In-state vs. out-of-state.

An anonymous reader e-mails: “I was accepted into an out of state university and decided to go there this fall. But now I’m having second thoughts. Should I stay in Florida instead? Why did you decide to pick Clemson instead of staying in state?”

This question is eerily similar to one posed by a former student five or six years ago. Out of sheer laziness, I went through my old e-mails, found my response to the eerily similar question, and made some minor changes. Here’s my warmed-over response:

The short answer is that I always knew I wanted to leave Florida, partly because I wasn’t really happy about moving here in the first place (when I was 8). I think it was a bit of leftover Yankee snobbery– which was ironic since I would end up bunking just a few hundred feet from the home of John C. Calhoun.

The longer answer: when I was a freshman in high school, a lot of my classmates already knew where they wanted to go to college and what they wanted to do. I knew that most of them would change their minds, but at least they had plans. And I figured it was better to have a plan that might change than to have no plan at all. So I picked a career and a school and go with them, unless and until a better idea occurred to me.

I’d heard of Clemson because they had a good soccer program, even though I knew I wasn’t going to play soccer in college. I also knew they had a good engineering program (at the time, the plan was to be an engineer), and I had a couple of friends from Virginia who would probably attend. Then my cousin’s best friends got accepted there, and one of my 11th grade teachers said she was an alumna, and so on. It became my default college.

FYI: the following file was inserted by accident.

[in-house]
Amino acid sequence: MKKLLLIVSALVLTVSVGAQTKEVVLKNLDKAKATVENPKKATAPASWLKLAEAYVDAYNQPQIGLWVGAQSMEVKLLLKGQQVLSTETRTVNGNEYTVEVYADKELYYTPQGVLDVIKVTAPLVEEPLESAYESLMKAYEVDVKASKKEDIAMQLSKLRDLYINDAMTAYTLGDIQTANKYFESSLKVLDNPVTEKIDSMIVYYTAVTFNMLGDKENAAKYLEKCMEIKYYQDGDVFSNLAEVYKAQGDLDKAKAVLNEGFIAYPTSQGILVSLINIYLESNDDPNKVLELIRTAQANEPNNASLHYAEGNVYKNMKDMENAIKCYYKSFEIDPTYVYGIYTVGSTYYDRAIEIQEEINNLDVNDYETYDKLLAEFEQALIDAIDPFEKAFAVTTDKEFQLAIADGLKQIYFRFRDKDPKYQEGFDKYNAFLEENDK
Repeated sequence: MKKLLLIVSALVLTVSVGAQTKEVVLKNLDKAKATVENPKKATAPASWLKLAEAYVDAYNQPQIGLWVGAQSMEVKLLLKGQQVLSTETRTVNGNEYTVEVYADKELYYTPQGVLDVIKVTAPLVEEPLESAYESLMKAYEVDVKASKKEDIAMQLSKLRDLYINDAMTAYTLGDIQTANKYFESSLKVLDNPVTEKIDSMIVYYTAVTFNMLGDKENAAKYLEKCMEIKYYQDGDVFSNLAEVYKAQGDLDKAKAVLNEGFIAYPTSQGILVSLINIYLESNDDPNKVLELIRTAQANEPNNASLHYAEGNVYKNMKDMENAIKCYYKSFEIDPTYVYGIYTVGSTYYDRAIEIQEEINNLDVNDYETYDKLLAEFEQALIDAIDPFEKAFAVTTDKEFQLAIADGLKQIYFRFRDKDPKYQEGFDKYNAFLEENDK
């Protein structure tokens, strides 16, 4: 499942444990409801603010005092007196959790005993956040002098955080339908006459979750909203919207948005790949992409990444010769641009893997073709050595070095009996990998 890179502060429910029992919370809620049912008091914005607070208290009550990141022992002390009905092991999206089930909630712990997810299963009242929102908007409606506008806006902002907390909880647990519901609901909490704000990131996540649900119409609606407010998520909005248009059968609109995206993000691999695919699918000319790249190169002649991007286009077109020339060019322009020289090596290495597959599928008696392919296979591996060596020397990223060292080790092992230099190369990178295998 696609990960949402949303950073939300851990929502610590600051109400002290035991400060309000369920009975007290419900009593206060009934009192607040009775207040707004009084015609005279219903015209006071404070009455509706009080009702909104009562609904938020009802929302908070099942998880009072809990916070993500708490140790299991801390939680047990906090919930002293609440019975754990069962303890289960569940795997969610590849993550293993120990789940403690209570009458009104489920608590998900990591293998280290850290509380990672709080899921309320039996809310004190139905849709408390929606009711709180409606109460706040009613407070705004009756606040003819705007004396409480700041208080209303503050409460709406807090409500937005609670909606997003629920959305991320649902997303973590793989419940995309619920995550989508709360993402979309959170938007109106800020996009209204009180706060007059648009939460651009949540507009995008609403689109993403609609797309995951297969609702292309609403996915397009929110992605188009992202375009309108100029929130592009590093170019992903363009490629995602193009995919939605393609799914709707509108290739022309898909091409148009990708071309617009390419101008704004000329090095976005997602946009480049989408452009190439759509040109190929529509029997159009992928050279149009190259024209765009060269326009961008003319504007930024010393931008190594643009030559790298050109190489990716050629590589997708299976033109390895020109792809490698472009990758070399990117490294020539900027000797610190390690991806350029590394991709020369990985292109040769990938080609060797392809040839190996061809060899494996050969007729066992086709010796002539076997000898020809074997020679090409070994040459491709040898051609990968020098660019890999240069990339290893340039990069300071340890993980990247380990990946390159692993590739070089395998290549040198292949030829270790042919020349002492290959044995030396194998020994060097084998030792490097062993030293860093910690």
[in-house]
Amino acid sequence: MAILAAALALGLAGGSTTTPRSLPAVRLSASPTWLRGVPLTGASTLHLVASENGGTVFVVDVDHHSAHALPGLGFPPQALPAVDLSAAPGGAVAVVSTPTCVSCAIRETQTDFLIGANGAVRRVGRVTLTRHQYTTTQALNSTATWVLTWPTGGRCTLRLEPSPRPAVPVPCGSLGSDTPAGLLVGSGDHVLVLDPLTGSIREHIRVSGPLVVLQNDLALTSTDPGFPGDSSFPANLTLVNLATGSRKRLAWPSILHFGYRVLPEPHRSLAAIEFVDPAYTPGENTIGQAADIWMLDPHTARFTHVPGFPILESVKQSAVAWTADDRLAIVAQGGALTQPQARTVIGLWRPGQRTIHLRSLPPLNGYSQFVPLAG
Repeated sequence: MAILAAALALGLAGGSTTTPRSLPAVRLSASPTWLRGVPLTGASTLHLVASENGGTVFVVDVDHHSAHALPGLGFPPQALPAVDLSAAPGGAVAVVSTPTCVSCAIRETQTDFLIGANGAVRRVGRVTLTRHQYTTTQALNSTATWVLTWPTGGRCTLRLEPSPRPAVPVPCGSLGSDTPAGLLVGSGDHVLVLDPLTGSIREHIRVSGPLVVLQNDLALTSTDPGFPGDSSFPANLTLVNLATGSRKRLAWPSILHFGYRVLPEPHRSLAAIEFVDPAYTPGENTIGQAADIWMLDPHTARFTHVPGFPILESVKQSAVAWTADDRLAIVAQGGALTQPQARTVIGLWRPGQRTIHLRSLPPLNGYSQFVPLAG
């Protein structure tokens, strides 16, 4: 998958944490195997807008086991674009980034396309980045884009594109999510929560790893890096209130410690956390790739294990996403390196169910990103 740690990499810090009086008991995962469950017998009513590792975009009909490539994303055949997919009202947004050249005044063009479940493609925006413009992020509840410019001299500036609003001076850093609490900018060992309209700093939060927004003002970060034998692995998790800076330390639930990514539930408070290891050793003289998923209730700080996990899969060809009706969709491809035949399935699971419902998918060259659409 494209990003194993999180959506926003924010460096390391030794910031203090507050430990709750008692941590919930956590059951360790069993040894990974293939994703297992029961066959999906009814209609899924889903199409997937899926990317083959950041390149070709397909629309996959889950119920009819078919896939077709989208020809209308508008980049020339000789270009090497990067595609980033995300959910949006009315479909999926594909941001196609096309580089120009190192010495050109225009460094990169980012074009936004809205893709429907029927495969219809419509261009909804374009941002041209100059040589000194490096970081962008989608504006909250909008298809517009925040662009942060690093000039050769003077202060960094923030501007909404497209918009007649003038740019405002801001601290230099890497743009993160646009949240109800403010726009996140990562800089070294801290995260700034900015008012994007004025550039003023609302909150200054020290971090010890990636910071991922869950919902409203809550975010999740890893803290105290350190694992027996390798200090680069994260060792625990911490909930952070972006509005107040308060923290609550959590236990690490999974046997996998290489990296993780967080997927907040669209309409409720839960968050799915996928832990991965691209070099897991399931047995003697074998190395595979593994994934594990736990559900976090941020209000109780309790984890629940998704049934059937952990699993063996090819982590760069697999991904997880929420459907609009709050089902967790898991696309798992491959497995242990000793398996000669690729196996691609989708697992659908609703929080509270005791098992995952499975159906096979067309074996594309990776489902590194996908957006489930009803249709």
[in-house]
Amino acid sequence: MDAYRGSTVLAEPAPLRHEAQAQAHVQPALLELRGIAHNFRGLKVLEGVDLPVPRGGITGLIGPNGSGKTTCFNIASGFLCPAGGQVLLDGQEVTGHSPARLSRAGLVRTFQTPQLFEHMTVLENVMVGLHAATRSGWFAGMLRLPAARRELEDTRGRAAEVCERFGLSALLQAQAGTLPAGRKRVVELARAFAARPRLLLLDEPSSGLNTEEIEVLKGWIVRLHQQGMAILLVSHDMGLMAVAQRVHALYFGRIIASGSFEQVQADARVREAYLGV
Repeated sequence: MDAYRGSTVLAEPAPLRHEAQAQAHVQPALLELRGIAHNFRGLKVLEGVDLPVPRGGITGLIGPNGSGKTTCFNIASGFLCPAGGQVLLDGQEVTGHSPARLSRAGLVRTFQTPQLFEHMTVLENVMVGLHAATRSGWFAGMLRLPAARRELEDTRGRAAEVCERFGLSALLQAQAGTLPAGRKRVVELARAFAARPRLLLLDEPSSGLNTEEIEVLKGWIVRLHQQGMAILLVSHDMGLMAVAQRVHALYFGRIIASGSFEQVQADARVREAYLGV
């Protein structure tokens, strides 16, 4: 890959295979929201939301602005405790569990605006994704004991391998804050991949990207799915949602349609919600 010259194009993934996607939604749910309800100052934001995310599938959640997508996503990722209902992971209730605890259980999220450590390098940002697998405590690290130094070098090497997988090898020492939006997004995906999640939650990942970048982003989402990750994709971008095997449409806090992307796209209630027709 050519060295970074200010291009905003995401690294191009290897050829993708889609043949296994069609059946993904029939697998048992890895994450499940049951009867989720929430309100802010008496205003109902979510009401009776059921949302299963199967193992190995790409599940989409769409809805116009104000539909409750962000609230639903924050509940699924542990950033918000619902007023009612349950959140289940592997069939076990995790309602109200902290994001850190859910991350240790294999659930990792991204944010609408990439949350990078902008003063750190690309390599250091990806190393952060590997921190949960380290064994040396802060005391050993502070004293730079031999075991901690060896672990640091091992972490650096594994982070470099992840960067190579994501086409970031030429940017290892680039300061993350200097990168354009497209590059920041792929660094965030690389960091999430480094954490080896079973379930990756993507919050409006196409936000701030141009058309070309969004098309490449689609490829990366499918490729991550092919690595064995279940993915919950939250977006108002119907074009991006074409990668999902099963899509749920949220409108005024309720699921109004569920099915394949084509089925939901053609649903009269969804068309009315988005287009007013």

While I did apply to several other schools (none in Florida), I never really considered going anywhere else. The clincher was that Clemson offered me a full scholarship before any other school had even sent an acceptance letter.

In retrospect, not applying to Florida schools was very risky: what if I simply couldn’t afford to go out-of-state? Never mind, I wanted to leave, and that was that. But if I were in high school today, I’d definitely apply in-state because there are two incentives to stay in Florida that are stronger now than they were back then:

1. Florida’s universities are increasingly reputable. Bigger applicant pools have allowed them to select better students and attract better professors. To be frank, this is partly a byproduct of the strong athletic programs.

2. The Bright Futures program makes it more likely that successful Florida students will attend Florida schools.

If you stick to your decision to leave Florida, I can almost guarantee that come October, you’ll feel homesick and think about going back (I did; midway through my freshman year I applied to UF and FSU). When you feel those pangs, ignore them. It’s not that Florida is a bad place; it certainly isn’t. But it is important to live away from home for a few years, partly to challenge yourself, partly to cultivate your independence, and partly to build an appreciation for the home you left behind. You can always return later.

Whatever college you choose, once you’ve made your decision, don’t waste a second worrying about the other colleges you could have attended. If you work hard and keep the grades up, those other colleges will still be there for grad school or your doctorate.

I hope it helped the first time around, I hope it helps this time around.